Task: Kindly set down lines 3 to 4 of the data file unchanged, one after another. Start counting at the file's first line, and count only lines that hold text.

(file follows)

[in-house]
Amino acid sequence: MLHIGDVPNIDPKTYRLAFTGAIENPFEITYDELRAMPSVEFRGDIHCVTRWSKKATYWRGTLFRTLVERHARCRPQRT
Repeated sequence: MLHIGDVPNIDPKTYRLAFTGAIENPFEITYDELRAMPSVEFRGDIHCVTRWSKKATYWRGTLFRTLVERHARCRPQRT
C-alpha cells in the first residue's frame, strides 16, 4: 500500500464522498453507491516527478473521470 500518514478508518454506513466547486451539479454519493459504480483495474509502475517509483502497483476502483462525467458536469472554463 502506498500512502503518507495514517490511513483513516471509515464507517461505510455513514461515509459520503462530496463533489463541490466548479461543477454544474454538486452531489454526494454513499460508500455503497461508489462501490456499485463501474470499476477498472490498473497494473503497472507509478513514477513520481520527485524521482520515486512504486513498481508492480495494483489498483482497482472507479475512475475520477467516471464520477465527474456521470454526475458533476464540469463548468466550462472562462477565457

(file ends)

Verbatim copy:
Repeated sequence: MLHIGDVPNIDPKTYRLAFTGAIENPFEITYDELRAMPSVEFRGDIHCVTRWSKKATYWRGTLFRTLVERHARCRPQRT
C-alpha cells in the first residue's frame, strides 16, 4: 500500500464522498453507491516527478473521470 500518514478508518454506513466547486451539479454519493459504480483495474509502475517509483502497483476502483462525467458536469472554463 502506498500512502503518507495514517490511513483513516471509515464507517461505510455513514461515509459520503462530496463533489463541490466548479461543477454544474454538486452531489454526494454513499460508500455503497461508489462501490456499485463501474470499476477498472490498473497494473503497472507509478513514477513520481520527485524521482520515486512504486513498481508492480495494483489498483482497482472507479475512475475520477467516471464520477465527474456521470454526475458533476464540469463548468466550462472562462477565457